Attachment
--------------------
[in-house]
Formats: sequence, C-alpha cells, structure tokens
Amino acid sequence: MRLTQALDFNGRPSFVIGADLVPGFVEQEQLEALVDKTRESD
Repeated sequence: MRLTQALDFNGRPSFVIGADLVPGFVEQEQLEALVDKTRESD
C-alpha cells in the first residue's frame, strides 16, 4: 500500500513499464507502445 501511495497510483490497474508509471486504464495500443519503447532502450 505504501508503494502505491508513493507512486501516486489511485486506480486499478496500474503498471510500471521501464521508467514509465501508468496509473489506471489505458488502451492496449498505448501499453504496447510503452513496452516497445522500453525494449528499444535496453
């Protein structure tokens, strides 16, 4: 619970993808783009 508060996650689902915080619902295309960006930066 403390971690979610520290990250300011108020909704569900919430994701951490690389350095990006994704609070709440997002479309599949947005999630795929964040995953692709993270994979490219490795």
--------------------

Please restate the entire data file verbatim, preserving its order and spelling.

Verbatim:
[in-house]
Formats: sequence, C-alpha cells, structure tokens
Amino acid sequence: MRLTQALDFNGRPSFVIGADLVPGFVEQEQLEALVDKTRESD
Repeated sequence: MRLTQALDFNGRPSFVIGADLVPGFVEQEQLEALVDKTRESD
C-alpha cells in the first residue's frame, strides 16, 4: 500500500513499464507502445 501511495497510483490497474508509471486504464495500443519503447532502450 505504501508503494502505491508513493507512486501516486489511485486506480486499478496500474503498471510500471521501464521508467514509465501508468496509473489506471489505458488502451492496449498505448501499453504496447510503452513496452516497445522500453525494449528499444535496453
């Protein structure tokens, strides 16, 4: 619970993808783009 508060996650689902915080619902295309960006930066 403390971690979610520290990250300011108020909704569900919430994701951490690389350095990006994704609070709440997002479309599949947005999630795929964040995953692709993270994979490219490795």